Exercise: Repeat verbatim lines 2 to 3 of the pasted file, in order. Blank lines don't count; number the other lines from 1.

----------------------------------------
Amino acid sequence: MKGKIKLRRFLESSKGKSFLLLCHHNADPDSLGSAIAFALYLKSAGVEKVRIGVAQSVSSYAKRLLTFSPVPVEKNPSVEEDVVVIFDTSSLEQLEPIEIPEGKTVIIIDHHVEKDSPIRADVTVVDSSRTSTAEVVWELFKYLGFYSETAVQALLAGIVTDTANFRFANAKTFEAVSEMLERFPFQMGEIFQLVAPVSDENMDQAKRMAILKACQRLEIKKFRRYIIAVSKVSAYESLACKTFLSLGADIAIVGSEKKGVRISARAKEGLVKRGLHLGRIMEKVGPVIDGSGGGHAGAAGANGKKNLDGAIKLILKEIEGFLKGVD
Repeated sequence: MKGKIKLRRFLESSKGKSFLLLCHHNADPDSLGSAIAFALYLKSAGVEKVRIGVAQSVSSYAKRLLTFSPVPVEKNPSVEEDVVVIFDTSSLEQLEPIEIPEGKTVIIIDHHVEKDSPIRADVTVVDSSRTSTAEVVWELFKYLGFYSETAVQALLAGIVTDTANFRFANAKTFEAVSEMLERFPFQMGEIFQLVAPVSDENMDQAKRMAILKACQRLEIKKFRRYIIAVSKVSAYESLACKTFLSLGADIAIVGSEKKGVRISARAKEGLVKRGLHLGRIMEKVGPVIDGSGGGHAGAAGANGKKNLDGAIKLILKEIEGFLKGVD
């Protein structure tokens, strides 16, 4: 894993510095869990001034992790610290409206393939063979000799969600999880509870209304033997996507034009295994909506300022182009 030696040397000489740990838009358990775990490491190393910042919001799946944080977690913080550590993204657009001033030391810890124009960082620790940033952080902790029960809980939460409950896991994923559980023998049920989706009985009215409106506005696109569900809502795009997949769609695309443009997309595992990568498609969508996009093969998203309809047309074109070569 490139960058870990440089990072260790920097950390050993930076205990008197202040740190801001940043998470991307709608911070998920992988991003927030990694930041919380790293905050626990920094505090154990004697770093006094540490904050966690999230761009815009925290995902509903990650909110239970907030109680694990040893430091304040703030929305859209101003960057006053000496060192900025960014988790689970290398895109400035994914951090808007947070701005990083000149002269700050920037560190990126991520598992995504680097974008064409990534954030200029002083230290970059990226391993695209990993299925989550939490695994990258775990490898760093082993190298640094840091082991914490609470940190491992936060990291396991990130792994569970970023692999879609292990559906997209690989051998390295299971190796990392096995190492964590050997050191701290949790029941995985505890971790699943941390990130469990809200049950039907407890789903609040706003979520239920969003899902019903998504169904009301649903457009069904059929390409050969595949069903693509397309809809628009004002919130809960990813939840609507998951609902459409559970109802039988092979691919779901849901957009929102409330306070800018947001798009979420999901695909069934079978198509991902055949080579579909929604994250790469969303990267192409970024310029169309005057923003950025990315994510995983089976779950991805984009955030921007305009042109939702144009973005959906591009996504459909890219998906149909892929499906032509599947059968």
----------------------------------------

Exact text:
Repeated sequence: MKGKIKLRRFLESSKGKSFLLLCHHNADPDSLGSAIAFALYLKSAGVEKVRIGVAQSVSSYAKRLLTFSPVPVEKNPSVEEDVVVIFDTSSLEQLEPIEIPEGKTVIIIDHHVEKDSPIRADVTVVDSSRTSTAEVVWELFKYLGFYSETAVQALLAGIVTDTANFRFANAKTFEAVSEMLERFPFQMGEIFQLVAPVSDENMDQAKRMAILKACQRLEIKKFRRYIIAVSKVSAYESLACKTFLSLGADIAIVGSEKKGVRISARAKEGLVKRGLHLGRIMEKVGPVIDGSGGGHAGAAGANGKKNLDGAIKLILKEIEGFLKGVD
């Protein structure tokens, strides 16, 4: 894993510095869990001034992790610290409206393939063979000799969600999880509870209304033997996507034009295994909506300022182009 030696040397000489740990838009358990775990490491190393910042919001799946944080977690913080550590993204657009001033030391810890124009960082620790940033952080902790029960809980939460409950896991994923559980023998049920989706009985009215409106506005696109569900809502795009997949769609695309443009997309595992990568498609969508996009093969998203309809047309074109070569 490139960058870990440089990072260790920097950390050993930076205990008197202040740190801001940043998470991307709608911070998920992988991003927030990694930041919380790293905050626990920094505090154990004697770093006094540490904050966690999230761009815009925290995902509903990650909110239970907030109680694990040893430091304040703030929305859209101003960057006053000496060192900025960014988790689970290398895109400035994914951090808007947070701005990083000149002269700050920037560190990126991520598992995504680097974008064409990534954030200029002083230290970059990226391993695209990993299925989550939490695994990258775990490898760093082993190298640094840091082991914490609470940190491992936060990291396991990130792994569970970023692999879609292990559906997209690989051998390295299971190796990392096995190492964590050997050191701290949790029941995985505890971790699943941390990130469990809200049950039907407890789903609040706003979520239920969003899902019903998504169904009301649903457009069904059929390409050969595949069903693509397309809809628009004002919130809960990813939840609507998951609902459409559970109802039988092979691919779901849901957009929102409330306070800018947001798009979420999901695909069934079978198509991902055949080579579909929604994250790469969303990267192409970024310029169309005057923003950025990315994510995983089976779950991805984009955030921007305009042109939702144009973005959906591009996504459909890219998906149909892929499906032509599947059968």